The new approach to performance management emphasizes frequent feedback rather than annual appraisals. Doesn’t that strike you as similar to how recognition systems work? In fact, new style performance management and traditional recognition programs have a lot in common. We can make performance management better by aligning it with our recognition programs.
The same four foundational principles of effective feedback underpin both continuous performance management and recognition:
- Timely. Feedback or recognition should be given soon after a behavior occurs. This helps reinforce positive behaviors and gives employees the chance to act quickly if correction is needed.
- Tailored. Different employees want different kinds of feedback. Managers should adjust how they use recognition and feedback to suit individual employees.
- Specific. Feedback should be specific. Describe the behavior, why it stood out and give some guidance for
- Frequent. Providing frequent feedback helps everyone get comfortable with giving and receiving feedback – both positive and constructive.
This similarity means that you can treat both recognition and performance management as part of a combined program. The only significant difference is that a recognition program adds the opportunity to give tangible rewards, like prizes or bonuses, along with feedback.
For continuous performance management + recognition we need to:
- Train managers on how to use the system you’ve established in your company, whether you use forms or a technology-based solution.
- Train managers on how to give feedback and when to emphasize that feedback with a tangible recognition award.
- Track how often feedback & recognition is being given. Some of this can be automatic and some will have to be done by surveying employees.
- Audit the quality of feedback. Effective feedback needs to follow the four principles outlined above. An audit provides HR and managers a way to ask employees about the specifics of the feedback and recognition they have been given.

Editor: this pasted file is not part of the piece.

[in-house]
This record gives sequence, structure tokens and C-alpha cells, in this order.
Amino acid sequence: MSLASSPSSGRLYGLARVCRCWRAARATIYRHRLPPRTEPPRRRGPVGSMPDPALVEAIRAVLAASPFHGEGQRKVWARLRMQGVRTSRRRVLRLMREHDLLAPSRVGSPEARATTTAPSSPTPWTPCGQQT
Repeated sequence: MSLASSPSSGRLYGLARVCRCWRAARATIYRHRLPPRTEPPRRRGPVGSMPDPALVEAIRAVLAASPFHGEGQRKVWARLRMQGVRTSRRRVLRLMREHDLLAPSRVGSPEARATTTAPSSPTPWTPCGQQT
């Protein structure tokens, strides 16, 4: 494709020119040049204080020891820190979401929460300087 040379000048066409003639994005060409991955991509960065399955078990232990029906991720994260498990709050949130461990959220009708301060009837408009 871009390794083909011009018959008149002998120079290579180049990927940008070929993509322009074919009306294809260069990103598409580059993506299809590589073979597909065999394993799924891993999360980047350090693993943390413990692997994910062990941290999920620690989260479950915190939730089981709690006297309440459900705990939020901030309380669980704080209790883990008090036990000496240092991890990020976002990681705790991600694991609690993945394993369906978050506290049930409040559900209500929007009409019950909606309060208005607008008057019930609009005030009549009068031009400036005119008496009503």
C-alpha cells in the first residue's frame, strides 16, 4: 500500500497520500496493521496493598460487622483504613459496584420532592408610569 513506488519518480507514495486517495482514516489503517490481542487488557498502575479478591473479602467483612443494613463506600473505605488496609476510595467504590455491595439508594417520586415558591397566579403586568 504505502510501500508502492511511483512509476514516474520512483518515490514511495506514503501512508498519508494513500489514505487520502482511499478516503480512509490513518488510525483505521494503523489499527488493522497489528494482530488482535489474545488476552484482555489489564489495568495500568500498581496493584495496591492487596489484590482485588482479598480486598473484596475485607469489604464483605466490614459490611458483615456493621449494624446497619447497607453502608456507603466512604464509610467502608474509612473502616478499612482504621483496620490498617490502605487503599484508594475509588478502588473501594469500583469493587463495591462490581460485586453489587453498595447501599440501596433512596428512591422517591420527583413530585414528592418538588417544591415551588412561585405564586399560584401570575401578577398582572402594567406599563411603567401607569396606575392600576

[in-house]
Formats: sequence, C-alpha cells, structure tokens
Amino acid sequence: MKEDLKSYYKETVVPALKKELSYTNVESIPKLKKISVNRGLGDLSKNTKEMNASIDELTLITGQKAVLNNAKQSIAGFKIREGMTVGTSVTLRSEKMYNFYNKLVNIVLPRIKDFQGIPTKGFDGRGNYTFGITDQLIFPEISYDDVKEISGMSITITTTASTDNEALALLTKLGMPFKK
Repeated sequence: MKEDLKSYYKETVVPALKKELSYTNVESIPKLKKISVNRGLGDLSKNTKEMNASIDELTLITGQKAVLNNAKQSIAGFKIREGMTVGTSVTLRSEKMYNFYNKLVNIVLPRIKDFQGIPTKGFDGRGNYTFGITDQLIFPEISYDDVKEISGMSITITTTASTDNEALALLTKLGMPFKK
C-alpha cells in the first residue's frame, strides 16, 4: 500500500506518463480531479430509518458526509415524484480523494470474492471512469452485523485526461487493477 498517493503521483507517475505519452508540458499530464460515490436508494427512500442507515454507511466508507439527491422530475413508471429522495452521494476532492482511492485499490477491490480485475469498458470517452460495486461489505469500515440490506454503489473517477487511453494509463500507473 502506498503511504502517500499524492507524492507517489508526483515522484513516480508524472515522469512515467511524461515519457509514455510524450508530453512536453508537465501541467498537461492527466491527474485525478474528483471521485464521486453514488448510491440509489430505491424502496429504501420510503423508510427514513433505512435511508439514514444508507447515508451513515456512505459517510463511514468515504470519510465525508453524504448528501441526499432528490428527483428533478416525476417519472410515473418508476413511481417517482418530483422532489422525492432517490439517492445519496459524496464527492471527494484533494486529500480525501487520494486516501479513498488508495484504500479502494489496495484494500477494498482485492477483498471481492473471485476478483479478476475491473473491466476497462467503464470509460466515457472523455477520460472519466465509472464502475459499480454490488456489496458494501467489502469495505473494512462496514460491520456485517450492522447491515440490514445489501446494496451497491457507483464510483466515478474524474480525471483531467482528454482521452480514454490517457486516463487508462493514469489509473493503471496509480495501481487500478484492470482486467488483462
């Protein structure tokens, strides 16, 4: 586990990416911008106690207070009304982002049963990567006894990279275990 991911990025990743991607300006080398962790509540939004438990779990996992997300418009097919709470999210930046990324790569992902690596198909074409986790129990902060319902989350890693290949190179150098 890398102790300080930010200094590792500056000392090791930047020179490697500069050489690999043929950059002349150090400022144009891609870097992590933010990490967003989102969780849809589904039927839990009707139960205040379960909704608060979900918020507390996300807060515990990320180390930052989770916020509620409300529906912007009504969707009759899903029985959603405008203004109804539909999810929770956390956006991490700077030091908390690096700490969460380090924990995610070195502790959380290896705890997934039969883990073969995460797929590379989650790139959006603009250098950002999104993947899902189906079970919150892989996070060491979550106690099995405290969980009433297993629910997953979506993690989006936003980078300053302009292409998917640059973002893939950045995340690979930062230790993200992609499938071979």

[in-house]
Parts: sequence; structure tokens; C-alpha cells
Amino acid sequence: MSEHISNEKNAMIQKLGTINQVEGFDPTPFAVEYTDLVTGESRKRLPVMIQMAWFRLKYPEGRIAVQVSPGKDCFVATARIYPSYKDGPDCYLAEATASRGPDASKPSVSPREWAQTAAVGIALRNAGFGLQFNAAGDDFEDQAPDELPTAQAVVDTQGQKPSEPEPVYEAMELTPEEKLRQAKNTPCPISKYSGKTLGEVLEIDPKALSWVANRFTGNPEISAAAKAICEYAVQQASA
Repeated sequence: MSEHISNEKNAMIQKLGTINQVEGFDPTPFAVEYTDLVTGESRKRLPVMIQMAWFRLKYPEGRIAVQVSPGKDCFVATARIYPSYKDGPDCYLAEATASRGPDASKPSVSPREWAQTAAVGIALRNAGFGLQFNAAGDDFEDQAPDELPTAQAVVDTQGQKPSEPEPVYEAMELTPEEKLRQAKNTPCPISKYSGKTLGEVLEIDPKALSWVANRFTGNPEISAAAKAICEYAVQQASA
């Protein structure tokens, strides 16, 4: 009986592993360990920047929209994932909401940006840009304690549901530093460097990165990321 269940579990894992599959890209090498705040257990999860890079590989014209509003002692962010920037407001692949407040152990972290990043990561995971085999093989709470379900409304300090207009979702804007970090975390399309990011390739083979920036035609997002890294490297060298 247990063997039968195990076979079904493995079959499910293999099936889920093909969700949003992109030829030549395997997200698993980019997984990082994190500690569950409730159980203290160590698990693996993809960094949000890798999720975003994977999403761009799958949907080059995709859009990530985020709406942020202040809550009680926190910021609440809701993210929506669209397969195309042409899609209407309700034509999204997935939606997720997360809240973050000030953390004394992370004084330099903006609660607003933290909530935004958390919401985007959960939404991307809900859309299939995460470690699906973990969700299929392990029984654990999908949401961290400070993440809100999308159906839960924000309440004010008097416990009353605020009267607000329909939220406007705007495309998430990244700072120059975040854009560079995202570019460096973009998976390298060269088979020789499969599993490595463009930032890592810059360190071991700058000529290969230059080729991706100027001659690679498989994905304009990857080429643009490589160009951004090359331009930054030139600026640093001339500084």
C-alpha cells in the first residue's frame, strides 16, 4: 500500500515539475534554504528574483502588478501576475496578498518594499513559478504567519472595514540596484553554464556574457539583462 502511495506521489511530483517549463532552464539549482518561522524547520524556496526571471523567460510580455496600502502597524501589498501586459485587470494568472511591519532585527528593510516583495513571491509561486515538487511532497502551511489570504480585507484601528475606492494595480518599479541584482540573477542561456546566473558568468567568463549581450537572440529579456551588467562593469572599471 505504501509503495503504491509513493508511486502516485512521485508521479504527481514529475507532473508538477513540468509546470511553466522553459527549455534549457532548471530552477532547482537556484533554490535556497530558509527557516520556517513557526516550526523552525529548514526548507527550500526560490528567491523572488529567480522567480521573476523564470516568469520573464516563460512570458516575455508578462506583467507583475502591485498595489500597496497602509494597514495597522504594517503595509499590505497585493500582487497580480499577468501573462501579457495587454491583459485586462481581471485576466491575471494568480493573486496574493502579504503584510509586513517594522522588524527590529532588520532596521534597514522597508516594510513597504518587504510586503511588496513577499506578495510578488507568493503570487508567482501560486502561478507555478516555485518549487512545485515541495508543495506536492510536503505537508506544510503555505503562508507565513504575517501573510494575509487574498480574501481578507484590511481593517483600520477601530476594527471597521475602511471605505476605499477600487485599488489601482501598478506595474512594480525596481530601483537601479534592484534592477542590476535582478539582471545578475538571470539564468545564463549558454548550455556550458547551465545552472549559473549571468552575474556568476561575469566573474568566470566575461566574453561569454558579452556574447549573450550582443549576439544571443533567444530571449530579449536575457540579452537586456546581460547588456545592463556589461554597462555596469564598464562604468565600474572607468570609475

- Remind managers to give feedback and recognition. This can be automated and it works much better if you have been tracking the frequency and auditing the quality of feedback.
Keeping an eye on whether feedback and recognition is timely, tailored, specific and frequent will give a good insight on whether the program is working. Add in stakeholder satisfaction surveys and HR will be well-placed to continually improve the program and build a culture of feedback and recognition.
Overcoming the Motivation Barrier
Both recognition and continuous performance management programs can suffer if managers don’t want to participate in them. In fact, you can be pretty sure you’ll face managers who don’t like or even believe in giving feedback or recognition. While it may not be possible to get every manager on board, you should have mechanisms to address this issue:
- Have senior management make it clear that ongoing performance management and recognition are part of a manager’s job. It’s important that they not undermine that message by failing to do it themselves.
- Provide evidence that ongoing performance management and recognition improves employee performance in a way that will help the manager achieve their own goals.
The new trend of continuous performance management has a lot in common with traditional recognition programs. We can draw on our experience with recognition to figure out what we need to do to successfully implement continuous performance management. Furthermore, given that the two programs are so similar, we should fold recognition into the performance management program rather than treating it as a separate initiative.